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The People’s Ledger: How to Democratize Money and Finance the Economy

Posted by on Tuesday, October 19, 2021 in Articles, Volume 74, Volume 74, Number 5.

Saule T. Omarova | 74 Vand. L. Rev. 1301 (2021) |

The COVID-19 crisis underscored the urgency of digitizing sovereign money and ensuring universal access to banking services. It pushed two related ideas—the issuance of central bank digital currency and the provision of retail deposit accounts by central banks—to the forefront of the public policy debate. To date, however, the debate has not produced a coherent vision of how democratizing access to central bank money would—and should—transform and democratize the entire financial system. This lack of a systemic perspective obscures the enormity of the challenge and dilutes our ability to tackle it.

This Article takes up that challenge. It offers a blueprint for a comprehensive restructuring of the central bank balance sheet as the basis for redesigning the core architecture of modern finance. Focusing on the U.S. Federal Reserve System (“the Fed”), the Article outlines a series of structural reforms that would radically redefine the role of a central bank as the ultimate public platform for generating, modulating, and allocating financial resources in a democratic economy—the People’s Ledger.

On the liability side of the ledger, the Article envisions the complete migration of demand deposit accounts to the Fed’s balance sheet and explores the full range of new, more direct and more flexible, monetary policy tools enabled by this shift. On the asset side, it advocates a comprehensive qualitative restructuring of the Fed’s investment portfolio, which would maximize its capacity to channel credit to productive uses in the nation’s economy. This compositional overhaul of the Fed’s balance sheet would fundamentally alter the operations and systemic footprints of private banks, funds, derivatives dealers, and other financial institutions and markets. Analyzing these structural implications, the Article shows how the proposed reforms would make the financial system less complex, more stable, and more efficient in serving the long-term needs of the American people.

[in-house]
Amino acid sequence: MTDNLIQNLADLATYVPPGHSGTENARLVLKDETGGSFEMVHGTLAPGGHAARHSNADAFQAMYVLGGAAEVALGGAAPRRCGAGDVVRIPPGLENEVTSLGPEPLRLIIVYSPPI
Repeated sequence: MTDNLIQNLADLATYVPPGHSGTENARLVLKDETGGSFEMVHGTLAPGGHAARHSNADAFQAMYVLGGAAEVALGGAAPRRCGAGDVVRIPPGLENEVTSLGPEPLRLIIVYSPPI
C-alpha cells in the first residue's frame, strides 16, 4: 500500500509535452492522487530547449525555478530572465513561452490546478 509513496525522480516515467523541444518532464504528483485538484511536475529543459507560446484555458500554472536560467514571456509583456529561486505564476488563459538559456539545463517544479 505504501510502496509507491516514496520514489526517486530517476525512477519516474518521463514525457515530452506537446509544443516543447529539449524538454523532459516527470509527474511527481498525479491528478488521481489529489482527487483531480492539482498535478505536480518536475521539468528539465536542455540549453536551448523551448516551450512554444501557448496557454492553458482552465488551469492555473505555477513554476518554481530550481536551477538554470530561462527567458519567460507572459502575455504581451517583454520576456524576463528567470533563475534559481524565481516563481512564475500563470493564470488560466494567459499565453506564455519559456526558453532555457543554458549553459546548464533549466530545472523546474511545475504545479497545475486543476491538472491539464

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Saule T. Omarova